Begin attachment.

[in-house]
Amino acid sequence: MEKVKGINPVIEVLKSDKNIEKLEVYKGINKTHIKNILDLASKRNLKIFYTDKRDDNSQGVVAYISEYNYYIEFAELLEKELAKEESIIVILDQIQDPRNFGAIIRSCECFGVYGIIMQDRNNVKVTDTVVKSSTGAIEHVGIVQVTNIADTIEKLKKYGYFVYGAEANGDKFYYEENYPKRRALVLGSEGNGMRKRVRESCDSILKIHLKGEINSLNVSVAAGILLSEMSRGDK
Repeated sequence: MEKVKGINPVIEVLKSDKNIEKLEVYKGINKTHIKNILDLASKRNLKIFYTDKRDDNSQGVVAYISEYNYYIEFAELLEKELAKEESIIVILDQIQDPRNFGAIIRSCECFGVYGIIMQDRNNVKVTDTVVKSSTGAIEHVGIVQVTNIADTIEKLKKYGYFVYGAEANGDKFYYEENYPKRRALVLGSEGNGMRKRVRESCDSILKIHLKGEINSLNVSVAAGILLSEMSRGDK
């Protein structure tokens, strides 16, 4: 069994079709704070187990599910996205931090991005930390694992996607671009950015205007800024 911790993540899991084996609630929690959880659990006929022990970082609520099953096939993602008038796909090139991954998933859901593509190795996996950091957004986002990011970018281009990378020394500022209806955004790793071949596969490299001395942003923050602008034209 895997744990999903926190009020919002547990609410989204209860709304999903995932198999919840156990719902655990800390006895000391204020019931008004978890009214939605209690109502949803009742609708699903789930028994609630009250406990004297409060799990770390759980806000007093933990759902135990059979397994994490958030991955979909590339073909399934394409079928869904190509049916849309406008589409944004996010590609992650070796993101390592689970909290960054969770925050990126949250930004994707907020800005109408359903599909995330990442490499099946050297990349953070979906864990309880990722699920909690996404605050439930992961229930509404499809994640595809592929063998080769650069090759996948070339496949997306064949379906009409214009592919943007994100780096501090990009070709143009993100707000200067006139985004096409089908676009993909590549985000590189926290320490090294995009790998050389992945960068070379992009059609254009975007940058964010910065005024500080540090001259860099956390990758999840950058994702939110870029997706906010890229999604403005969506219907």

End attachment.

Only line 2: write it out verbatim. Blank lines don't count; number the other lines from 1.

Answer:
Amino acid sequence: MEKVKGINPVIEVLKSDKNIEKLEVYKGINKTHIKNILDLASKRNLKIFYTDKRDDNSQGVVAYISEYNYYIEFAELLEKELAKEESIIVILDQIQDPRNFGAIIRSCECFGVYGIIMQDRNNVKVTDTVVKSSTGAIEHVGIVQVTNIADTIEKLKKYGYFVYGAEANGDKFYYEENYPKRRALVLGSEGNGMRKRVRESCDSILKIHLKGEINSLNVSVAAGILLSEMSRGDK